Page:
New research from Canada Life has revealed that one in two (51%) adults have or know someone who has experienced a financial scam attempt in the last 12 months. This equates to approximately 26.8 million UK adults. Of these, 3.6 million went on to personally fall victim to the scam.
The average amount lost to scams was £4,715 per person, or £17 billion as a nation. More than two in five victims (43%) got all their money back, but over a quarter (26%) unfortunately didn’t recover any of their stolen funds.
The top three financial scam types are tax or debt collection (32%), advance fee scam (25%) e.g., someone tells you you’re inheriting a sum of money that requires you to pay an upfront fee or provide your bank details, and “hello mum” scams (23%) when a scammer poses as a child or grandchild requesting an urgent bill or payment to be made. Most people (40%) have been targeted to part ways with their hard-earned money, via email, text, or voicemail – otherwise known as phishing, smishing or vishing.
Julia Peake, Tax and Estate Planning Specialist at Canada Life, said “With the cost-of-living crisis continuing to squeeze many households, it’s a real field day for criminals and scammers to target vulnerable people. They are opportunistic and play on insecurities, family connections and fear, taking advantage of crises and market disruptions both home or around the world, and the number of people being targeted seems to be going up.”
“With the development of AI and fake adverts, the range of communication and types of financial scams are becoming ever more intrusive and sophisticated. Martin Lewis was recently a victim of this and took to the airwaves to air his concern and raise awareness with the public.”
“If you experience a scam attempt, or if you fall victim to one, the best thing you can do is to speak up and report it. Unfortunately, the reality is that many people could be caught up in a scam so, should you fall victim, know that you are not alone. These criminal scammers can only be held accountable and brought to justice if the authorities and platforms know about it.”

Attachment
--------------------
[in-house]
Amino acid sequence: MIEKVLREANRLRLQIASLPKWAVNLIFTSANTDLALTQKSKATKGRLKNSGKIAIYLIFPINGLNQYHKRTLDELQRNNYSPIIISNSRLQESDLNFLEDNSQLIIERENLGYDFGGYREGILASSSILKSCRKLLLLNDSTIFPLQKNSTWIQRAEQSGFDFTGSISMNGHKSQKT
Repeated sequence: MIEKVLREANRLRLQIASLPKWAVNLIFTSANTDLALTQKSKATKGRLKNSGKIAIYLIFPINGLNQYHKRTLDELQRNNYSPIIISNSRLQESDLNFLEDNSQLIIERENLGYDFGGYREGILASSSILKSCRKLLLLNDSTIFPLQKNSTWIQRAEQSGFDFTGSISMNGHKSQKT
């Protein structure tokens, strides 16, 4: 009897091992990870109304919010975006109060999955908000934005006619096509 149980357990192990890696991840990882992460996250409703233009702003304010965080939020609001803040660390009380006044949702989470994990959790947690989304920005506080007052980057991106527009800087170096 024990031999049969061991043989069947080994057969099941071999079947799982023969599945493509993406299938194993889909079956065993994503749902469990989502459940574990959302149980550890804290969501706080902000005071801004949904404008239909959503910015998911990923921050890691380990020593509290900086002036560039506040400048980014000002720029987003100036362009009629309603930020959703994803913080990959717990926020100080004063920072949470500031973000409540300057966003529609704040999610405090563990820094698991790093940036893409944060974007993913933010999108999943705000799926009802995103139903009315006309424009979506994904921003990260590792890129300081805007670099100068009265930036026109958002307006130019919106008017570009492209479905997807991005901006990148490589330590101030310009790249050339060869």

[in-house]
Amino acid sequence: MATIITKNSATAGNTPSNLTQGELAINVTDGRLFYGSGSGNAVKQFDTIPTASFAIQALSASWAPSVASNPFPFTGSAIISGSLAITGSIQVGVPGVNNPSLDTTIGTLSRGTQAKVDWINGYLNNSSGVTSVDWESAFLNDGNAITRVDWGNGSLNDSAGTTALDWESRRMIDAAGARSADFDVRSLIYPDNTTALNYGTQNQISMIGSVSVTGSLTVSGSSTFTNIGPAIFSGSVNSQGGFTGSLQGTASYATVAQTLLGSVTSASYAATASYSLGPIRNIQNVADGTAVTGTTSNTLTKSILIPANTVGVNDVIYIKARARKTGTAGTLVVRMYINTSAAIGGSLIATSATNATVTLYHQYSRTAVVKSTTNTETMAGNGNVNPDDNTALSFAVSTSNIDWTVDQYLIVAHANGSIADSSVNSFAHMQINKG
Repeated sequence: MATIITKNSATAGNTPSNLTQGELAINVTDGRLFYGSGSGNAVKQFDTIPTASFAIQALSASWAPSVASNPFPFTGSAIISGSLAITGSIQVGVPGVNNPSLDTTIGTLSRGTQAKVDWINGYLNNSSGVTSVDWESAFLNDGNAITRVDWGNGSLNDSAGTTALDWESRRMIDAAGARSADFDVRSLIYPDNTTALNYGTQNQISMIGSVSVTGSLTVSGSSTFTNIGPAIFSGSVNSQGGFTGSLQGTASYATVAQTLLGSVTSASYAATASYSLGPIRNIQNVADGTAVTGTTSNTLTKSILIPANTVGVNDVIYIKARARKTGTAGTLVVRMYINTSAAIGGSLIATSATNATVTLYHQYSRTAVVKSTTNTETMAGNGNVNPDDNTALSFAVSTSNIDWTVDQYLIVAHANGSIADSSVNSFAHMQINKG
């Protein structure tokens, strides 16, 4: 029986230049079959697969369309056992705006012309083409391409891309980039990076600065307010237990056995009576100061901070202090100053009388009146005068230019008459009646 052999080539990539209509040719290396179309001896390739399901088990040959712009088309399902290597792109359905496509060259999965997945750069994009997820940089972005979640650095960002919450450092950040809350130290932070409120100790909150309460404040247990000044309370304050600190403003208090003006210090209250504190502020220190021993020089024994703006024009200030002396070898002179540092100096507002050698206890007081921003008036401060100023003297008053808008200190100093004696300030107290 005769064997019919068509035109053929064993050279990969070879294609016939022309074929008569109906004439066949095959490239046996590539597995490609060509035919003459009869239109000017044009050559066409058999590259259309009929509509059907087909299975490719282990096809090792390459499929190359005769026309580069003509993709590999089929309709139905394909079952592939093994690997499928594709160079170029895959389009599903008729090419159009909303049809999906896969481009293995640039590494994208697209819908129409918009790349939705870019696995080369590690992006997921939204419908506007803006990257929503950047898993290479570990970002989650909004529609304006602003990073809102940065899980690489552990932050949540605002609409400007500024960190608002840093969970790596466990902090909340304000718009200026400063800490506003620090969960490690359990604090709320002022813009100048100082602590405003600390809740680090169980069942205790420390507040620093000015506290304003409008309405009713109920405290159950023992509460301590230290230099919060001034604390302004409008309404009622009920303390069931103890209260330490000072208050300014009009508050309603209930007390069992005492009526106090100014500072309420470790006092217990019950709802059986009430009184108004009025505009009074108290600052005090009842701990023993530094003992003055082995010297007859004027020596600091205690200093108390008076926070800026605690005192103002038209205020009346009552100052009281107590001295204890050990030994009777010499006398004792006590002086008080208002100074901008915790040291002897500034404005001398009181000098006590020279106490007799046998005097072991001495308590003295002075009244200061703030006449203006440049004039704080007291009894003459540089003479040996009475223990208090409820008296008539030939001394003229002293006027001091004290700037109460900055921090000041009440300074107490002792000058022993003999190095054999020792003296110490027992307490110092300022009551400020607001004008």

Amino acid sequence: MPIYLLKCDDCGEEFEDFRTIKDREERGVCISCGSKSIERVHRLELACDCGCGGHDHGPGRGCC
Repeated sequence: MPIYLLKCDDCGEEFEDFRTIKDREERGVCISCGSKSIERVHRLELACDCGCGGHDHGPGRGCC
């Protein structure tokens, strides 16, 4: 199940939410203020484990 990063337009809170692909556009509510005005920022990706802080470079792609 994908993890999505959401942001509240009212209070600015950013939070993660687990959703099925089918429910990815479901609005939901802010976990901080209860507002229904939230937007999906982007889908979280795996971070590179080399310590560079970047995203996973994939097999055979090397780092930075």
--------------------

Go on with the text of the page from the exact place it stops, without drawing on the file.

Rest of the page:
The findings show that those who are aged 55 or over are more likely to have been targeted (48%) in a scam attempt but are less likely to have been a victim and lost money (9%) than younger demographics. A greater proportion of young people (in the 18–34 bracket) have personally fallen victim to a financial scam (18%) than those in an older age group.
Of those who experienced a scam attempt, 7% said this was via AI. Two in three (67%) UK adults agreed that AI will make financial scams more sophisticated, while half (48%) believe AI will make it more likely that they would fall for a financial scam.
Three in ten (30%) didn’t contact anybody after experiencing a financial scam attempt, rising to 38% amongst those aged 55 or over. For those that did seek support, the most common source approached were the victim’s bank (28%), the police or related organisations (14%), family members (10%), the platform where they experienced the scam attempt (10%), or the person or business that the scammer was purporting to be (9%).